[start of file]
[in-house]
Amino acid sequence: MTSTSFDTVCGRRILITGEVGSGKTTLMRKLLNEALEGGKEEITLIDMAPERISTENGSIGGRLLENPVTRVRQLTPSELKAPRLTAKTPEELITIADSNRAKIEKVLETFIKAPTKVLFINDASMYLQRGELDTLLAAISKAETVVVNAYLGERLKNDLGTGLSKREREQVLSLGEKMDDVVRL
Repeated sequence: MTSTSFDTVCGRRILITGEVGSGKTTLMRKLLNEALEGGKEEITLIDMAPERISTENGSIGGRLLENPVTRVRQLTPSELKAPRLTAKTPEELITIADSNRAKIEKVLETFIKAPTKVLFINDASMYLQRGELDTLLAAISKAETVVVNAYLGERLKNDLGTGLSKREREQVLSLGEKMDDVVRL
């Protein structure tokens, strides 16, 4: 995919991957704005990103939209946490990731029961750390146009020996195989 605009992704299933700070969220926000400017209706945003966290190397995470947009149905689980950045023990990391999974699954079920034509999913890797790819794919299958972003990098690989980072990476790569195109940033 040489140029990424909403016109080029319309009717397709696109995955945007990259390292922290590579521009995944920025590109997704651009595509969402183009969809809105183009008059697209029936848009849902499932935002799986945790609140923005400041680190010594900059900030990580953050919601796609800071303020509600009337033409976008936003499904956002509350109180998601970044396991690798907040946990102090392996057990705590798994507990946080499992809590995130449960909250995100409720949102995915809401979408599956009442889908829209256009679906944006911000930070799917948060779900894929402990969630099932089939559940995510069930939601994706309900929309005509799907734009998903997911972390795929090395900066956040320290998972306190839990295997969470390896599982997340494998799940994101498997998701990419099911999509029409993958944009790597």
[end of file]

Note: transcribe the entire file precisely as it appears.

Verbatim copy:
[in-house]
Amino acid sequence: MTSTSFDTVCGRRILITGEVGSGKTTLMRKLLNEALEGGKEEITLIDMAPERISTENGSIGGRLLENPVTRVRQLTPSELKAPRLTAKTPEELITIADSNRAKIEKVLETFIKAPTKVLFINDASMYLQRGELDTLLAAISKAETVVVNAYLGERLKNDLGTGLSKREREQVLSLGEKMDDVVRL
Repeated sequence: MTSTSFDTVCGRRILITGEVGSGKTTLMRKLLNEALEGGKEEITLIDMAPERISTENGSIGGRLLENPVTRVRQLTPSELKAPRLTAKTPEELITIADSNRAKIEKVLETFIKAPTKVLFINDASMYLQRGELDTLLAAISKAETVVVNAYLGERLKNDLGTGLSKREREQVLSLGEKMDDVVRL
């Protein structure tokens, strides 16, 4: 995919991957704005990103939209946490990731029961750390146009020996195989 605009992704299933700070969220926000400017209706945003966290190397995470947009149905689980950045023990990391999974699954079920034509999913890797790819794919299958972003990098690989980072990476790569195109940033 040489140029990424909403016109080029319309009717397709696109995955945007990259390292922290590579521009995944920025590109997704651009595509969402183009969809809105183009008059697209029936848009849902499932935002799986945790609140923005400041680190010594900059900030990580953050919601796609800071303020509600009337033409976008936003499904956002509350109180998601970044396991690798907040946990102090392996057990705590798994507990946080499992809590995130449960909250995100409720949102995915809401979408599956009442889908829209256009679906944006911000930070799917948060779900894929402990969630099932089939559940995510069930939601994706309900929309005509799907734009998903997911972390795929090395900066956040320290998972306190839990295997969470390896599982997340494998799940994101498997998701990419099911999509029409993958944009790597």